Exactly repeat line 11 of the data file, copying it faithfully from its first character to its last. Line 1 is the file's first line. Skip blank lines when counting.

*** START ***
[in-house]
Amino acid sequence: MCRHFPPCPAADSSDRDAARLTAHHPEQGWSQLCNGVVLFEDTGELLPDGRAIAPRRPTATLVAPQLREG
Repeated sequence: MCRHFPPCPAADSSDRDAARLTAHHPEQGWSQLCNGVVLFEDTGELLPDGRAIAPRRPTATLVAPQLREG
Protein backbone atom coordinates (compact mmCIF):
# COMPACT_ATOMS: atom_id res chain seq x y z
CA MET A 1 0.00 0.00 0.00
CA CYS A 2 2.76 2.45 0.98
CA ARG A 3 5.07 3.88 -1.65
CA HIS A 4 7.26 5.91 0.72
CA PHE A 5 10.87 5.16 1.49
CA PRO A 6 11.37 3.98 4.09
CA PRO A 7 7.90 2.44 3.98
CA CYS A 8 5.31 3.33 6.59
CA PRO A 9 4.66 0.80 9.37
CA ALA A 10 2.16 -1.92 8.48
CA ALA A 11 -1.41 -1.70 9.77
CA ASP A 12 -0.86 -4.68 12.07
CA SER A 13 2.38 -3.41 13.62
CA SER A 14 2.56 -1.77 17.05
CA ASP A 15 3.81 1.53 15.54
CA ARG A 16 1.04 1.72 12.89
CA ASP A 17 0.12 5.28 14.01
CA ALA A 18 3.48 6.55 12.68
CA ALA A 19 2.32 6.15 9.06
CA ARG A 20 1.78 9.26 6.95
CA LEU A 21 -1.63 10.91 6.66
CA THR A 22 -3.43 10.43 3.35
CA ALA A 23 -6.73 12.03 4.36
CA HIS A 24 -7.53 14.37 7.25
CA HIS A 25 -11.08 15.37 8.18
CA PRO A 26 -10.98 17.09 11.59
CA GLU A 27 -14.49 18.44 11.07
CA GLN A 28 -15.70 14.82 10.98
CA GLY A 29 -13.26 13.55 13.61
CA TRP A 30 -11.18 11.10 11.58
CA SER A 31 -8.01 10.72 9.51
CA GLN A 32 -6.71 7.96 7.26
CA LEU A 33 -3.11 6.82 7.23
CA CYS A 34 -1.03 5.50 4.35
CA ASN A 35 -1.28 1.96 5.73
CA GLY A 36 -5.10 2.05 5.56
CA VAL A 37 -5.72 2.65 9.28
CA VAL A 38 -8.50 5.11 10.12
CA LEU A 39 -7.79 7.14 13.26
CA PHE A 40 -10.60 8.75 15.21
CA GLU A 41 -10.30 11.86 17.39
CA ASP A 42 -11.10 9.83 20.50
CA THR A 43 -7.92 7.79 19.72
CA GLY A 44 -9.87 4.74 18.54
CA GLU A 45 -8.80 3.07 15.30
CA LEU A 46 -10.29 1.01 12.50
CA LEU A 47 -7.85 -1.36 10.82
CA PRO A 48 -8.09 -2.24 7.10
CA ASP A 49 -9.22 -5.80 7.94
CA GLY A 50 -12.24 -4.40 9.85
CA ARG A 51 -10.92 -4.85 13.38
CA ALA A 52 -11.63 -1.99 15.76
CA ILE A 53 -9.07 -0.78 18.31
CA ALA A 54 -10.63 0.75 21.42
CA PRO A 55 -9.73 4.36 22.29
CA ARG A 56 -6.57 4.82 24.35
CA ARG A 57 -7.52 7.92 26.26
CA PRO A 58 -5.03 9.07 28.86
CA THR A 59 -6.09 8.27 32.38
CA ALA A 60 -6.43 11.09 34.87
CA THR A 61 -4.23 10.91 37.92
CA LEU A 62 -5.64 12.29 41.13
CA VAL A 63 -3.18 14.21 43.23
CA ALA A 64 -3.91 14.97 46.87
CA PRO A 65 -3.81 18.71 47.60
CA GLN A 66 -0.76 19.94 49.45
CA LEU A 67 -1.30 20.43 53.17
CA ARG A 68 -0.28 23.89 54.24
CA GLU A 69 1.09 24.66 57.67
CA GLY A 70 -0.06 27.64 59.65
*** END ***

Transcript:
CA PRO A 6 11.37 3.98 4.09